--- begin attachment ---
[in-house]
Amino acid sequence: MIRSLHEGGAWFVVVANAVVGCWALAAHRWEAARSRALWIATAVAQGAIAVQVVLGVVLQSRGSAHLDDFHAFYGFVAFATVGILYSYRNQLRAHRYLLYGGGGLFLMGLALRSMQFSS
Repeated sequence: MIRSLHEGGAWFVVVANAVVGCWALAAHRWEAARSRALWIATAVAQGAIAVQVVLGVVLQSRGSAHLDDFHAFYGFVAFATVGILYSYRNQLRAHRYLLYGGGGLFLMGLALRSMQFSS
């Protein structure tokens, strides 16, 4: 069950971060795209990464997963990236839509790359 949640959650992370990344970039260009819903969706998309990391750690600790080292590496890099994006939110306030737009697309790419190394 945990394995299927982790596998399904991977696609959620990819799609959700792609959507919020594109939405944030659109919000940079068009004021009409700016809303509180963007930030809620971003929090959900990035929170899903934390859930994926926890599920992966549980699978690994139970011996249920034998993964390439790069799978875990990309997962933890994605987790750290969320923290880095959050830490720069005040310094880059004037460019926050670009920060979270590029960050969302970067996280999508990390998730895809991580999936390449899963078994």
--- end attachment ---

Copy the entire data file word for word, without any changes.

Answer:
[in-house]
Amino acid sequence: MIRSLHEGGAWFVVVANAVVGCWALAAHRWEAARSRALWIATAVAQGAIAVQVVLGVVLQSRGSAHLDDFHAFYGFVAFATVGILYSYRNQLRAHRYLLYGGGGLFLMGLALRSMQFSS
Repeated sequence: MIRSLHEGGAWFVVVANAVVGCWALAAHRWEAARSRALWIATAVAQGAIAVQVVLGVVLQSRGSAHLDDFHAFYGFVAFATVGILYSYRNQLRAHRYLLYGGGGLFLMGLALRSMQFSS
């Protein structure tokens, strides 16, 4: 069950971060795209990464997963990236839509790359 949640959650992370990344970039260009819903969706998309990391750690600790080292590496890099994006939110306030737009697309790419190394 945990394995299927982790596998399904991977696609959620990819799609959700792609959507919020594109939405944030659109919000940079068009004021009409700016809303509180963007930030809620971003929090959900990035929170899903934390859930994926926890599920992966549980699978690994139970011996249920034998993964390439790069799978875990990309997962933890994605987790750290969320923290880095959050830490720069005040310094880059004037460019926050670009920060979270590029960050969302970067996280999508990390998730895809991580999936390449899963078994």